What is the ARM architecture?

ARM architecture

What is the difference between ARM architecture, ARM7, ARM9, STM32, Cortex M3 M4, 51 and AVR?

What is the ARM architecture? ARM architecture: the general name of series of 32-bit RISC microprocessor architectures designed by the British company ARM, existing ARMv1 ~ ARMv8 types.

ARM7: A class of ARMv3 or ARMv4 architecture, using the von Neumann structure of the core.

ARM9: A class with ARMv4 or ARMv5 architecture, using the Harvard architecture core.

Cortex M3: Adopted ARMv7 architecture using Harvard architecture cores.

Cortex M4: ARMv7-based core with Harvard architecture. (The biggest difference from the former is the addition of a DSP processing function and SIMD single instruction multiple data function.)

STM32: STMicroelectronics (ST) launched a series of microprocessor / microcontroller based on the Cortex-M0/Cortex-M3/Cortex-M4 cores.

51: Intel introduced in 1981 by the 8031 microcontroller transformation upgrade, using the CISC instruction set, the von Neumann architecture, 8-bit 8051 microcontroller. Later Intel licensed the core of 8051 microcontroller to other IC makers, making 8051-like ICs widely available on the market, and this kind of ICs with 8051 core is abbreviated as 51.

AVR: A series of 8-bit microprocessors with improved Harvard architecture and RISC instruction set introduced by Atmel in the early 1990s.

Intel’s 4004, 8008, 8086, 80286, TI’s TMS 1000, and other companies developed their own programmable ICs. Because they are different companies and there is no communication between them, the CPUs, buses, memory units, and instruction sets of the chips developed by each of them are different. However, there is a certain structure and technical continuity between the chips developed by each company, so there are different architectures in the IC chips developed by different companies.

Architecture is an abstract concept, a product of a subjective mapping of the elements within a structure and the relationships between elements.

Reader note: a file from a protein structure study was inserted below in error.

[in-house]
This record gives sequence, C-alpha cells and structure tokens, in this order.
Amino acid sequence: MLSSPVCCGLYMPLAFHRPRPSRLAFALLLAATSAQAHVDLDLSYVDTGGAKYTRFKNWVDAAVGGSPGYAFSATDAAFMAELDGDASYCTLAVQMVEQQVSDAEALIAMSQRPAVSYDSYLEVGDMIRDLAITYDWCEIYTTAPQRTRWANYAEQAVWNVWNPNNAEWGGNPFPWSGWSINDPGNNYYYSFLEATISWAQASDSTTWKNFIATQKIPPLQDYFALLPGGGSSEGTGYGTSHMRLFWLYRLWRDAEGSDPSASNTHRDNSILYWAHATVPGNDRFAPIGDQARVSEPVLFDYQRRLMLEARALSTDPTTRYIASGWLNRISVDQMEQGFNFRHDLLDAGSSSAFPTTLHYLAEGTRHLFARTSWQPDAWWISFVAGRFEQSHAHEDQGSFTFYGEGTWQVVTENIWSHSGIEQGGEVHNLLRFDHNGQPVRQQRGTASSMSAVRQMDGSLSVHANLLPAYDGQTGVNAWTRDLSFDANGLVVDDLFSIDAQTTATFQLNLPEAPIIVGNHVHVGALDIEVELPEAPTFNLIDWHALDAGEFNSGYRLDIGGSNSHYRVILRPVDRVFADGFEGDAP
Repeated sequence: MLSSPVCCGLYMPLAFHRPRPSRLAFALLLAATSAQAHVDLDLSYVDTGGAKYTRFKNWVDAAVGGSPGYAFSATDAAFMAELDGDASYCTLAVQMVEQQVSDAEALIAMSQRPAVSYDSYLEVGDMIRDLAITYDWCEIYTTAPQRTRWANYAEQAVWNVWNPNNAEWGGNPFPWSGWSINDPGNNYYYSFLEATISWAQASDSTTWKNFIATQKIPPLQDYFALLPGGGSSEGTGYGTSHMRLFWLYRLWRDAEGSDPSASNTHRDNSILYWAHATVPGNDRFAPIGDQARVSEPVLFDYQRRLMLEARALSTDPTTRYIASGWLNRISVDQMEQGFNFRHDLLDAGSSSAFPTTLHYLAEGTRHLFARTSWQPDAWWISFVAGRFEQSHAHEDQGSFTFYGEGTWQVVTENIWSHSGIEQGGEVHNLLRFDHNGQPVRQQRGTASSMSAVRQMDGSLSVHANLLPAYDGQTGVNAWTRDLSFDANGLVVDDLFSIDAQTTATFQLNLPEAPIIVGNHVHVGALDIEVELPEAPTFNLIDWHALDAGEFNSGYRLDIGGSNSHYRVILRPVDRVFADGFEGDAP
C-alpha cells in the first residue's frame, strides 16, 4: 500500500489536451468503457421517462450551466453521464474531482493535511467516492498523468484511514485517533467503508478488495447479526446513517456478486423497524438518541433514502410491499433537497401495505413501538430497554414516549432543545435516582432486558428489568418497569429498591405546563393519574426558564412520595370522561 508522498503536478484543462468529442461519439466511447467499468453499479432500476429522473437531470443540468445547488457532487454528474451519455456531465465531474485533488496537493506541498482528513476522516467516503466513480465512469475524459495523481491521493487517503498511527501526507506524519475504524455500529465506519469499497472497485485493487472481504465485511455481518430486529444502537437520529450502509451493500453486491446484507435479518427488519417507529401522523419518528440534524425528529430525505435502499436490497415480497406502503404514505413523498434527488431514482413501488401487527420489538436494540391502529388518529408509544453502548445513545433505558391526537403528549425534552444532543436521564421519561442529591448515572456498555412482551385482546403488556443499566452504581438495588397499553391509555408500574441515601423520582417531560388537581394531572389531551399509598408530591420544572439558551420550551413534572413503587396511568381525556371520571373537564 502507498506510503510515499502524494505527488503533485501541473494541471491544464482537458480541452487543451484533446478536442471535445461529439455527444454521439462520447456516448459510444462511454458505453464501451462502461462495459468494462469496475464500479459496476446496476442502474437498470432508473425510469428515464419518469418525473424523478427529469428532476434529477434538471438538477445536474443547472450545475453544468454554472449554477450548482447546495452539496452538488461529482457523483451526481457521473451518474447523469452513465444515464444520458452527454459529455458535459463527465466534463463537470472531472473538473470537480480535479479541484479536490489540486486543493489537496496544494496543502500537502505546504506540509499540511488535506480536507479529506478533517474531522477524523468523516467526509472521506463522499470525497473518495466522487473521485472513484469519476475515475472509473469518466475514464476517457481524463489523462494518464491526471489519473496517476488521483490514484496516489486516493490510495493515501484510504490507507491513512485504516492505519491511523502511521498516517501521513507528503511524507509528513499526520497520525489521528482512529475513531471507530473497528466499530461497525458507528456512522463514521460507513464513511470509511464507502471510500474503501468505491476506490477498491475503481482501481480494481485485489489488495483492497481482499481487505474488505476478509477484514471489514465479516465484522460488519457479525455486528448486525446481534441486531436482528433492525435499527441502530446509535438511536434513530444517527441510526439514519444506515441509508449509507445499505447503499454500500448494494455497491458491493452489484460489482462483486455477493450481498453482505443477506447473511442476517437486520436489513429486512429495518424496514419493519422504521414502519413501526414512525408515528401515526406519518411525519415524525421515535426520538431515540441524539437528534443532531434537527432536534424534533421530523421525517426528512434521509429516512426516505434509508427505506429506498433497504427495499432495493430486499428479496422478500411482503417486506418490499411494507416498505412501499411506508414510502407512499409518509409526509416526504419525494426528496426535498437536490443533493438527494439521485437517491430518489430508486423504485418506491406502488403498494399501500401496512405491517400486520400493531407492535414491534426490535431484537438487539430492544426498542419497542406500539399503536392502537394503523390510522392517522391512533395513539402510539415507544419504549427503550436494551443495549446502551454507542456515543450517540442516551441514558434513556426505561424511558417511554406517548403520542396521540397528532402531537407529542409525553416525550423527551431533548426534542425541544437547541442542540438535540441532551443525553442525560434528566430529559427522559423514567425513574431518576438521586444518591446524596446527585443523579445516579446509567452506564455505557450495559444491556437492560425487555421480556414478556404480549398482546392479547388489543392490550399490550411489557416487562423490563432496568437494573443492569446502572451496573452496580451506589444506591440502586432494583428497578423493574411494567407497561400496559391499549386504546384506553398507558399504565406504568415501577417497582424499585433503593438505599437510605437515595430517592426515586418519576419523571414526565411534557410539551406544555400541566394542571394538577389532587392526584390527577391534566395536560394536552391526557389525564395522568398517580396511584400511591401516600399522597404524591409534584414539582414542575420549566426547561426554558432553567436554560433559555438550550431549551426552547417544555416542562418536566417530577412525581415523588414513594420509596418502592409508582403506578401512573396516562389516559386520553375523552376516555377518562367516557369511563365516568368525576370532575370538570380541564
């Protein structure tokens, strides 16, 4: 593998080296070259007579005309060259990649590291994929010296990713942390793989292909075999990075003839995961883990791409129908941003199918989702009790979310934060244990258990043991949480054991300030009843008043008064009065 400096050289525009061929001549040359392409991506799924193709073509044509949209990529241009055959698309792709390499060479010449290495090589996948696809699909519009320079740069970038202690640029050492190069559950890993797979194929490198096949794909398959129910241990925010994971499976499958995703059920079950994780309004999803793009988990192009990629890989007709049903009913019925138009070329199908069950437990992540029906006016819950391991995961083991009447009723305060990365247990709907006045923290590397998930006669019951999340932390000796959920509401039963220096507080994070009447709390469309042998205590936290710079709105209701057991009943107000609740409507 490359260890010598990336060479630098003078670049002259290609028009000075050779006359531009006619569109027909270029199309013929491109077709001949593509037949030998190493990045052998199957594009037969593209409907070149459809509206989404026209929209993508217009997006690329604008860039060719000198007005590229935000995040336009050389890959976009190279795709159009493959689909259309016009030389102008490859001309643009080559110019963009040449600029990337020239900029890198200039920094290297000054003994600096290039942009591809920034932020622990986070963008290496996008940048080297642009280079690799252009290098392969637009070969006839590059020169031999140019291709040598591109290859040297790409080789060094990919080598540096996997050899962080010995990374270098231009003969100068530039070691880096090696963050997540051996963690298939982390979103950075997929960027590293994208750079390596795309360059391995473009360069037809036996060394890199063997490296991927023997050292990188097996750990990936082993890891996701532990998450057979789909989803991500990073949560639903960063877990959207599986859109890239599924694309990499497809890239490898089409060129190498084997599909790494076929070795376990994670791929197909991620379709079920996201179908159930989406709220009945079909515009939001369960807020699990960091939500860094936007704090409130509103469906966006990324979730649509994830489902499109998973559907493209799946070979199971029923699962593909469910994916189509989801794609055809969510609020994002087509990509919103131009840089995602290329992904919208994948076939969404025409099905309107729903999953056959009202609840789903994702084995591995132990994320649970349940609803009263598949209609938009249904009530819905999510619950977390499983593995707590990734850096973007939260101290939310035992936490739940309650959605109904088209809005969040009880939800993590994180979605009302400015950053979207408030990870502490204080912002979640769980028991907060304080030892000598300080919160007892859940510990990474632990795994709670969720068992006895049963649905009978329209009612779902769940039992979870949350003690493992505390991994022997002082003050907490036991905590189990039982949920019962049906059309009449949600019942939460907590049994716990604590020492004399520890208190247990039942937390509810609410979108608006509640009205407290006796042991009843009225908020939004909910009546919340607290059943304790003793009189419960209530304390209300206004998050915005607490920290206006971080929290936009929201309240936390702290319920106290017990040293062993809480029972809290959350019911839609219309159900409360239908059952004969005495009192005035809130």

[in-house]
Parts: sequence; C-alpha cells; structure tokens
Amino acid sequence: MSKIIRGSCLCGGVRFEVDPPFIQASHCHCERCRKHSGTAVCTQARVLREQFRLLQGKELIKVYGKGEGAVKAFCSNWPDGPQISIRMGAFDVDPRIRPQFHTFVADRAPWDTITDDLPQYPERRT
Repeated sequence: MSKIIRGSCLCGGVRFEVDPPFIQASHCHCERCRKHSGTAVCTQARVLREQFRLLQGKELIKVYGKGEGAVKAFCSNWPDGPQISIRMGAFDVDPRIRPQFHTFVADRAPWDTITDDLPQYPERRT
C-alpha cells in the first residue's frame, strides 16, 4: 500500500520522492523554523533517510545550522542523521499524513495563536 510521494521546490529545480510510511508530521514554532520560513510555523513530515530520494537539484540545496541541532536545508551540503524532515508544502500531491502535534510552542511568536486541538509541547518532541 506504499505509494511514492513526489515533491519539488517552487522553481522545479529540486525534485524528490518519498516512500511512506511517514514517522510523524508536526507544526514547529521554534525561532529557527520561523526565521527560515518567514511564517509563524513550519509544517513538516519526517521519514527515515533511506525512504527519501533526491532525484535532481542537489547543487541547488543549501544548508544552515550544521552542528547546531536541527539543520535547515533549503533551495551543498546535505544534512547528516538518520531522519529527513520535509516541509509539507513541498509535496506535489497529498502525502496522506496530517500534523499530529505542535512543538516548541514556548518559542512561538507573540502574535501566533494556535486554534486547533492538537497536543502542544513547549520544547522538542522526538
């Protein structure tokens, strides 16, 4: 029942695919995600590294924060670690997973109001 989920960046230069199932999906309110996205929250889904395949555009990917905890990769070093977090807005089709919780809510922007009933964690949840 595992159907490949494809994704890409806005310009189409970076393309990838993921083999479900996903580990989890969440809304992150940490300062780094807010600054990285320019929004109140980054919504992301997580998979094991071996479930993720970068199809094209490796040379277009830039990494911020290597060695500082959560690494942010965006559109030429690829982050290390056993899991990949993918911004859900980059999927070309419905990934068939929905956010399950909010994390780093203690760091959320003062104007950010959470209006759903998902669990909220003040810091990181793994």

We often talk about computer processors with 486, Ivy Bridge, Pentium M, etc., which are different architectures. The Wikipedia only mentions the common hardware architectures in computer processors, not the architectures used in microprocessor/microcontroller commonly used in embedded systems that you want to know about.

And the connection is that the ARM architecture to STM32 these names belong to the ARM architecture.

IP core: IP core is the hardware architecture of this abstract concept in the IC’s concrete implementation.

When Intel’s 8031 and 8051 in the embedded industrial control field is very hot. Intel gradually abandoned the production of 8051 chips because of the production cost and expansion of the field, and allowed other companies to produce Intel’s ICs. Intel sold the hardware description language license to other companies on how to implement the 8051 architecture, and the authorized companies can produce chips with 8051 cores.

Microcontroller MCU/Microprocessor μP

In the beginning, there were only microprocessors used in small microcomputers. Later, from the Intel 4004 to the 8086, the 8031/8051 was derived specifically for industrial control. Microprocessors for computers slowly developed to ultra-high integration, high capacity, high frequency, and large processing power to meet the growing needs of computer technology. The 8051 was developed smoothly into a highly stable, multi-functional integrated microcontroller to meet the demand for memory in industrial control.

The microcontroller MCU comes with internal RAM, and ROM, and other peripheral functions (such as serial, spi, I2C and other functions). Simply put, it is a computer with reduced resource capacity put into a single chip.

In the beginning, microprocessors were not integrated with RAM, ROM, and other peripheral functions. Because of the development of PowerPC to embedded, and later the emergence of ARM, the line of distinction between microprocessor and microcontroller became blurred.

From TI’s DSP, ARM7, ARM9 and other chips to see the difference between microcontroller MCU and microprocessor.

Microprocessor µP is required to expand RAM and ROM externally through parallel port, and the program is started from external ROM and run in external RAM.

The microcontroller MCU starts the program through internal ROM and runs the program in internal or external RAM.

There are IC chips that can be configured as microprocessors or as microcontrollers. The difference in their configuration is where the program is started from and where it runs. An example is Texas Instruments TI’s TMS320F2812 DSP.

DSP is also essentially a microprocessor/microcontroller, which contains DSP digital signal processing functions. The above-mentioned Cortex-M4 is also integrated with DSP digital signal processing functions. But the ARM Company does not call it DSP, which is called by the engineers themselves.

Author name: Alan Smith

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